ABU DHABI, 22nd April, 2018 (WAM) — The international community needs to double efforts to draw a new roadmap to deliver United Nations goals on obesity and diabetes by 2025, said Dr. Farida Al Hosani, Manager of Communicable Diseases at the Department of Health in Abu Dhabi.
The health official’s suggestion at the Gulf Obesity Summit and Regional Congress 2018 in Abu Dhabi “makes perfect sense especially because global obesity rates are said to have nearly tripled since 1975,” said The Gulf Today in an editorial on Sunday.
As per the World Health Organisation (WHO), in 2016, more than 1.9 billion adults, 18 years and older, were overweight. Of these over 650 million were obese, which implies that urgent corrective measures are needed.
“The UAE, on its part, deserves praise for its efforts to find proactive solutions to fight obesity, through promoting health, nutrition and sports,” the paper added.
It continued, “As per experts, the UAE aims to introduce strict food regulations and standards, as part of the government’s policy to promote healthy lifestyles with a set of goals, including making healthy foods, nutrition and physical exercise a common and daily practice.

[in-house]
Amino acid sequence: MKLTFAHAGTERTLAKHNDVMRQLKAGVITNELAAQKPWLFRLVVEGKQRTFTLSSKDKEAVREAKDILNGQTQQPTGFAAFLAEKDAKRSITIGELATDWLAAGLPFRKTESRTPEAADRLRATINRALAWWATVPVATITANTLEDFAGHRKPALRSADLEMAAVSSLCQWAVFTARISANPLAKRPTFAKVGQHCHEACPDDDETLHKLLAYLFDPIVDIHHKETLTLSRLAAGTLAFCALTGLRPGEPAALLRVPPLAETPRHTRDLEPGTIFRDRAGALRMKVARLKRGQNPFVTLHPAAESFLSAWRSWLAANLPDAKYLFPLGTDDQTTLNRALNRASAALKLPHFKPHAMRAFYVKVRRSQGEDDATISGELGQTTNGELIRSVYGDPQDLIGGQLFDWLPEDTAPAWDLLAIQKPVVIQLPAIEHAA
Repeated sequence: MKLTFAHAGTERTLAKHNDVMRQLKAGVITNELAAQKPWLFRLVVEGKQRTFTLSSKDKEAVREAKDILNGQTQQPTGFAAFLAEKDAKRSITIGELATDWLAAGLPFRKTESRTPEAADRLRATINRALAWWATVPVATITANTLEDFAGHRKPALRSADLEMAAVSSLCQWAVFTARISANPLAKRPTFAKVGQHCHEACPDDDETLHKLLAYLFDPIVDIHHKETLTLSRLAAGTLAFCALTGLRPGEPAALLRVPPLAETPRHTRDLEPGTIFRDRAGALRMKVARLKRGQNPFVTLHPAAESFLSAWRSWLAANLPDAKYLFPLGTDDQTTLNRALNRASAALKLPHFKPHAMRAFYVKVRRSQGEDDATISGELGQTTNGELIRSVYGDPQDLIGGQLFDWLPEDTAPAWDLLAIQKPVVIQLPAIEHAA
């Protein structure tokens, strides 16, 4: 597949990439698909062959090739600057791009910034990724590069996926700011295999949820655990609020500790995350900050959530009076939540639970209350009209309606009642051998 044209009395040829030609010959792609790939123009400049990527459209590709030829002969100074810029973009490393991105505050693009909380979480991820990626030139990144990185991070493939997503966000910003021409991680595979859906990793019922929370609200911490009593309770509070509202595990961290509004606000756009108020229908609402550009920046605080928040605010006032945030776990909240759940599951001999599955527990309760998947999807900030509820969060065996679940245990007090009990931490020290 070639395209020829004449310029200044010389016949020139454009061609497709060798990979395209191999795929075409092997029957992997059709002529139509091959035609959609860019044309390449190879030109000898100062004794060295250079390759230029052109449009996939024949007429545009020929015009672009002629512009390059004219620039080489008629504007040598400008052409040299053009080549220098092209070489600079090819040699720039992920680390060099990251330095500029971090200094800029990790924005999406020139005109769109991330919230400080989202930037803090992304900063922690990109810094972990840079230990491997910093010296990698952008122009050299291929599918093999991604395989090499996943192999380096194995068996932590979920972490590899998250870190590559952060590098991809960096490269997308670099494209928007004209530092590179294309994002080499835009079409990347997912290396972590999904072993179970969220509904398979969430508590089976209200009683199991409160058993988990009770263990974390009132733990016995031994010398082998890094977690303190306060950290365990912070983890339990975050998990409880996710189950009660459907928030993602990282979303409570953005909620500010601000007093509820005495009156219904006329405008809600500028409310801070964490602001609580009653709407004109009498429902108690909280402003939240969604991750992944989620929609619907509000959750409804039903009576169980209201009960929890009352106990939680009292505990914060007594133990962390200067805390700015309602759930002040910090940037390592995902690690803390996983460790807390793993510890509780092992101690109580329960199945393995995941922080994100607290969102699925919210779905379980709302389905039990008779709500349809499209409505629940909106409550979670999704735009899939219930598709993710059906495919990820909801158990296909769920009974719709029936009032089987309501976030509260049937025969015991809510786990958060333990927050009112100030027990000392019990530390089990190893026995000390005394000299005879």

“Childhood obesity is another issue that needs to be tackled through greater community involvement. Awareness programmes and screening of students in schools to promote healthy lifestyles are steps in the right direction.”
The paper quoted Dr. Omniyat Al Hajri, Director of Public Health Division at the Department of Health in Abu Dhabi, as saying that some practical steps people could take to help, such as reducing the number of hours children spend in front of TVs and electronic devices; encouraging children to be more physically active; and offering healthier food choices at home, in school and in public cafes and restaurants.
The World Health Organisation defines overweight and obesity as abnormal or excessive fat accumulation that may impair health.
“The cause of obesity and overweight is an energy imbalance between calories consumed and calories expended. Globally, there has been an increased intake of energy-dense foods that are high in fat and an increase in physical inactivity due to the increasingly sedentary nature of many forms of work, changing modes of transportation, and increasing urbanisation.
“These challenges need to be addressed effectively as targeted action could bring 20 percent of obese people back to normal weight within a decade. What is needed is a coordinated response from governments, retailers and food and drink manufacturers,” the editorial explained.
“Limiting the size of portions in packaged fast food, parental education and healthy meals in schools and workplaces would go a long way in tackling the weighty challenge,” concluded the Sharjah-based daily.